Whenever possible, increase security measures on your accounts. Google, PayPal, some online banking services and Facebook provide features such as an OTP (one time password) or 2-step verification. These can be sent to email accounts or mobile devices (at no charge, usually), and contain a numeric password, which you have to enter to either log in to your account, or change settings within it.
The main difference, as far as I know, between the two is that with 2-step verification (Google and Facebook), you can set it so that you only need verify the device you are attempting to log in to your account from once every while (30 days with Google). An OTP lasts as long as the session, and once you log out, if you attempt to log back in, you will be sent another OTP.
So even if a hacker got a hold of your username and password, or tried to hack in to your account, they wouldn’t be able to do much without the OTP, which would be sent to your email address or your mobile for instance. This is a good early warning sign that there’s some fraudulent activity going on in some cases, too. In addition to Facebook's login approval system is a feature where it will log the devices that sign in to your account, and will email you these logs too - called login notifications. Other websites will allow you to check recent logins, successful and sometimes even unsuccessful attempts, complete with IP addresses and locations, to determine if there’s been any fraudulent activity going on. You can also check these IP addresses against those listed in your firewall for good measure. If the IP address looks unfamiliar, then watch out!
Use different email addresses for your various online accounts, and don't reveal these email addresses publicly. You can have "public" or business email addresses for sharing.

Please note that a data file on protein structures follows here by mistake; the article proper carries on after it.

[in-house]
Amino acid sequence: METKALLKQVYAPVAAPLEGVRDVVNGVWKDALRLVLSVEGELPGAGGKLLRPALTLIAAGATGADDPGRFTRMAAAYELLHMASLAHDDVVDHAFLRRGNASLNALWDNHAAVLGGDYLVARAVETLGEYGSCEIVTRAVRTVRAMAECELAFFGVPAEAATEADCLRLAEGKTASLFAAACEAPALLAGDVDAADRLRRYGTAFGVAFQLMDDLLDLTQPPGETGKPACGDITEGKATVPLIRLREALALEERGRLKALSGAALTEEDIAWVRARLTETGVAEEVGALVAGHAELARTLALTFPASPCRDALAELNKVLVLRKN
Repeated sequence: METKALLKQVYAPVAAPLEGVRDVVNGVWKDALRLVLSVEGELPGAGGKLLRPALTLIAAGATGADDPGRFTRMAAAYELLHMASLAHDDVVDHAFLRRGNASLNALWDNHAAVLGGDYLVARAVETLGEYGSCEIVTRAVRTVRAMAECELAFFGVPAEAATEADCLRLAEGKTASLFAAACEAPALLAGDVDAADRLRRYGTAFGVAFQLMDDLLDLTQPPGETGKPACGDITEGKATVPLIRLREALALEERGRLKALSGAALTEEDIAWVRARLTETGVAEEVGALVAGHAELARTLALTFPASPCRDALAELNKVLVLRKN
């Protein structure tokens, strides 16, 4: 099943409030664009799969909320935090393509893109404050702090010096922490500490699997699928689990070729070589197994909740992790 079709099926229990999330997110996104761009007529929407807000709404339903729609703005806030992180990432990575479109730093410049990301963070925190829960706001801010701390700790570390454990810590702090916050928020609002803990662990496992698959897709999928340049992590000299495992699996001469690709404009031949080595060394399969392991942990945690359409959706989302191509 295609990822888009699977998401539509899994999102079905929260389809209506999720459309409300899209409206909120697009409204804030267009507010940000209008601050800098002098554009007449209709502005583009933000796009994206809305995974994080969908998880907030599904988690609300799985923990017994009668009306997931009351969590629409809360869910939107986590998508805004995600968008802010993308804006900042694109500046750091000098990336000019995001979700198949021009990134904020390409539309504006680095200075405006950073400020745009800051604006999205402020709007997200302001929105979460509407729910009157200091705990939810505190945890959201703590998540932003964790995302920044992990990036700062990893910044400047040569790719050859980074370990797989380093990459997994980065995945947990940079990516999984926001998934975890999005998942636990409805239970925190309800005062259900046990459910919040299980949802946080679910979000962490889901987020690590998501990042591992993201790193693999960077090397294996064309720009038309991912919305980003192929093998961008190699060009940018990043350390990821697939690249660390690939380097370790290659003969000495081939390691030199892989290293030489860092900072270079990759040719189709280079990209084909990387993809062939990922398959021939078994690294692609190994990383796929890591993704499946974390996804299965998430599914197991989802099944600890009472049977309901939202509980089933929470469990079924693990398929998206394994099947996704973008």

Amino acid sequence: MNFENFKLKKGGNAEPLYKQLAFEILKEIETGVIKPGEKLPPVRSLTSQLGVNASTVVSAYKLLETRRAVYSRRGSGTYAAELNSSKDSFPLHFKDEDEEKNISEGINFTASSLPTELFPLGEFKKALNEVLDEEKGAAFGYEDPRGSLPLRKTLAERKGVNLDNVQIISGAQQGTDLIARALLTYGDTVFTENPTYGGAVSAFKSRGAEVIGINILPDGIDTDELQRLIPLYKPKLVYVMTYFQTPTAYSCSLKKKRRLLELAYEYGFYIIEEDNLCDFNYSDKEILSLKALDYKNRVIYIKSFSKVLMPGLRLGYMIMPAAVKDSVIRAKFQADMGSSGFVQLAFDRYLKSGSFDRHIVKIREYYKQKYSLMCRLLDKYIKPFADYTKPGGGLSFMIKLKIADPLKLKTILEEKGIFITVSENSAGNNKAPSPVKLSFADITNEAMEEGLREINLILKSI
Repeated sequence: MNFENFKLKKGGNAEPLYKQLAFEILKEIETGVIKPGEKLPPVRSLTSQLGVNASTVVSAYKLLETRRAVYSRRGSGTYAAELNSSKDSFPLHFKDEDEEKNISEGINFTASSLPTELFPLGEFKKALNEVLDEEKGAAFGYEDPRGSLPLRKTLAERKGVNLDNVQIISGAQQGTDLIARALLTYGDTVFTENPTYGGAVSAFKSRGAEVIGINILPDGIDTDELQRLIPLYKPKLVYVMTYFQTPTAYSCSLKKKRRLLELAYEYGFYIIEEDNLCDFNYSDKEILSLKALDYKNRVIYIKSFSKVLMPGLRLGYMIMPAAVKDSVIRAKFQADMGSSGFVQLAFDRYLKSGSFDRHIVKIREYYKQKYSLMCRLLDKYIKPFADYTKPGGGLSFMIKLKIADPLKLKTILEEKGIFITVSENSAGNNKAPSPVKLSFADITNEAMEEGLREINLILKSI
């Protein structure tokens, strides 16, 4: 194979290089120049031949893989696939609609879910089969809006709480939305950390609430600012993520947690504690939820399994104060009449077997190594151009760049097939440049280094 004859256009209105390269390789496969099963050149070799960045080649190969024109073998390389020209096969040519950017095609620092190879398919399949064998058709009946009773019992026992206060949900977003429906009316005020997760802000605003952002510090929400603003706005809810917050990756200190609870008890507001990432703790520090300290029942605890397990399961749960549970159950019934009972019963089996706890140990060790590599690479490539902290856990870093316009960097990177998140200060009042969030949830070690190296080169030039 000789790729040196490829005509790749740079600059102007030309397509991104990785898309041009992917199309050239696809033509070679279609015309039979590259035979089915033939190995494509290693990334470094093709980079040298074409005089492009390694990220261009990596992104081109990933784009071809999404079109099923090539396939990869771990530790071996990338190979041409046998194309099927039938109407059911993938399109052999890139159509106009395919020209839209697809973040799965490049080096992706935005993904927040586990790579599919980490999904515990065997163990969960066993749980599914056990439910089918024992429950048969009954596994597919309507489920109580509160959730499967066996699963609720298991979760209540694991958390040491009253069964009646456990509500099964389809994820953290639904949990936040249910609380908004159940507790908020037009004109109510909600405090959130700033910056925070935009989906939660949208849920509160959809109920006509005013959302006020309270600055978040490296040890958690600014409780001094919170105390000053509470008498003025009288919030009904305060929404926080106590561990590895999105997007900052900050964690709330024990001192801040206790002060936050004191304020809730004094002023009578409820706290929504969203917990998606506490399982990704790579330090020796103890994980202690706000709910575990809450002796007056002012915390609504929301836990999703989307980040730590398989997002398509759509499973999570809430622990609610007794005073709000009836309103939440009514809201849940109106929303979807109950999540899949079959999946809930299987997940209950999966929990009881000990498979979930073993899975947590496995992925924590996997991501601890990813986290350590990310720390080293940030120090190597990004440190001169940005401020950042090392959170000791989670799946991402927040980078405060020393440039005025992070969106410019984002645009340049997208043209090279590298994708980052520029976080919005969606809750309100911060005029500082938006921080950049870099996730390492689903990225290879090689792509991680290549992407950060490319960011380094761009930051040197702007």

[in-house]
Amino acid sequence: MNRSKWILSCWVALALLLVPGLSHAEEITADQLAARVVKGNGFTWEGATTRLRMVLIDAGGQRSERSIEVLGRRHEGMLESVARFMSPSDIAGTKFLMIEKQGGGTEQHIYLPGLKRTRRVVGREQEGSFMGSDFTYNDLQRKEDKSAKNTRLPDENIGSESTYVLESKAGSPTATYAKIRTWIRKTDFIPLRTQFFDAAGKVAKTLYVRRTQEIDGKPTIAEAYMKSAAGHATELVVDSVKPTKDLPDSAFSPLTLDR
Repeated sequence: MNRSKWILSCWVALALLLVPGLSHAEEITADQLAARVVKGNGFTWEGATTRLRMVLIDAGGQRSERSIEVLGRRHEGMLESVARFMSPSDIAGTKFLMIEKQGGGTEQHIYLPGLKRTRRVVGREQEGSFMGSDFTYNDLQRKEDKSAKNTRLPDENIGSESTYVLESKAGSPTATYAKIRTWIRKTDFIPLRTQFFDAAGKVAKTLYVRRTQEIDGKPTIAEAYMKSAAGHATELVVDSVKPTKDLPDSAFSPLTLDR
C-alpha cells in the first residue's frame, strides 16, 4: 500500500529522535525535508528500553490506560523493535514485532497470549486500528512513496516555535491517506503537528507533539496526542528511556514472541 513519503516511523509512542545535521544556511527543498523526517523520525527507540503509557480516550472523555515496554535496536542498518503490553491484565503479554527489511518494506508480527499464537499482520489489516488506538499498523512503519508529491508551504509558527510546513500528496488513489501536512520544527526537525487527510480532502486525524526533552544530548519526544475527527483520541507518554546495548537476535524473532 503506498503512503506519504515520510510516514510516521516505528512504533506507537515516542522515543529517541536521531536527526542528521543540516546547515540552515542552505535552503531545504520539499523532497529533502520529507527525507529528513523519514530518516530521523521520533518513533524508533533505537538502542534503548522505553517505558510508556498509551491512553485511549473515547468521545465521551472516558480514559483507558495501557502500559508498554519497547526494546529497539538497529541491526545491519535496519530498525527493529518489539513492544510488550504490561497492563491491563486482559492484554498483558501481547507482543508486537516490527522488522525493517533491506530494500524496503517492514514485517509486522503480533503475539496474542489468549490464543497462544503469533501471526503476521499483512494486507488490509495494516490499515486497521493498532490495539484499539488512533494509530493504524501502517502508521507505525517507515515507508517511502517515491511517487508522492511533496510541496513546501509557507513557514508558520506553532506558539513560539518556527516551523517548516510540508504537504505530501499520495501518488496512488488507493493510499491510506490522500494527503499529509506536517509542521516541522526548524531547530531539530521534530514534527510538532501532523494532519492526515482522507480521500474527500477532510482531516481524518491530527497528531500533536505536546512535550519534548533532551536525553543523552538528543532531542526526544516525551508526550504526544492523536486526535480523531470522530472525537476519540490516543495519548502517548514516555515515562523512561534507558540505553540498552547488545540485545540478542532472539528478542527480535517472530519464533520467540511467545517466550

The only real way somebody could thwart the OTP system completely is if they actually got a hold of your mobile. The last thing you would want to do is then try to log in, and have an OTP sent to that phone – because if the thief had your username and password, you would essentially be handing them the key to your front door. Otherwise they could attempt to register your number (an existing one) on a new SIM card. This is referred to as a SIM swap. If this were to happen, it would almost certainly be an inside job of sorts, or due to some idiotic negligence on the behalf of your phone carrier.
Forgot your password?
Websites often have a "forgot password" option. So if you forget your password you can have it sent to your associated email address, or make you go through a password reset process.
The only problem is that somebody could change the associated email address when they're in your account. But some websites will inform you that your password or email address or other information has been changed, and will allow you to recover your account if you were not responsible for the changes.
The OTP system might also be possibly circumnavigated if the phone were to be hacked and the hacker somehow managed to intercept the text message or had hacked the email address associated with the account where the OTP would be sent. In these cases, if you receive an OTP without having requested it yourself, be very cautious.
Google has backup plans for events where your phone is stolen. You are required to have a backup phone that you can have your password sent to, and you also have backup access codes that you can print out or write down and keep in case something happened to both phones. If you manage to get into your accounts, change your username and password if possible, and consider reassigning your TFA (two factor authentication) to another new phone - or you could switch off 2-step verification, even if temporarily. Contact support with the company if you need assistance with this. Sometimes you can't change the phone number associated with your account without receiving a password at the number of the phone which might possibly have been stolen or lost.